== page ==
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Abstract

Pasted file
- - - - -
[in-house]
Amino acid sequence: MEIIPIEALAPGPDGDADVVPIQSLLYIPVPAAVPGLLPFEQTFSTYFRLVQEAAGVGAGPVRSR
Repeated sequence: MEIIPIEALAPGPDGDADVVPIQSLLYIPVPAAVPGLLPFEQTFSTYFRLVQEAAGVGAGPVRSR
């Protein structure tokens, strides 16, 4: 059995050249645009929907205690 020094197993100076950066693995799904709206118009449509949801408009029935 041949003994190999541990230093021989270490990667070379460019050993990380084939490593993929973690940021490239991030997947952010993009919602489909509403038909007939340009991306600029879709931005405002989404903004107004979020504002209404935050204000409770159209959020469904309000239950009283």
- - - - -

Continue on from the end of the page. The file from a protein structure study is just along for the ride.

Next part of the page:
The phenomenon of overbanking tendency for a rigid-body, fixed-wing aircraft is investigated. Overbanking tendency is defined as a spontaneous, unbalanced rolling moment that keeps increasing an airplane’s bank angle in steep turns and must be arrested by opposite aileron action. As stated by the Federal Aviation Administration, the overbanking tendency may lead to a loss of control, especially in instrument meteorological conditions. It was found in this study that the speed differential over wing halves in horizontal turns indeed creates a rolling moment that achieves maximum values for bank angles between 45 and 55 degrees. However, this induced rolling moment may already be a part of other lateral-directional stability derivatives, most probably in dihedral effect. Nevertheless, the overbanking tendency may also be induced by propulsive and/or gyroscopic moments, airplane and flight control rigging problems, human factors, and improper piloting techniques. Straightforward explanation of the overbanking tendency is based on the asymptotic spiral divergence lateral-directional mode, which is very common in many FAR 23 airplane designs. The full nonlinear stability model, which may include coupling of longitudinal, lateral, and directional motion in steep turns at high angles of attack and including propulsive moments, may be required to make the final judgment about the existence of the overbanking tendency. A thorough review of airplane turning performance in horizontal plane is presented.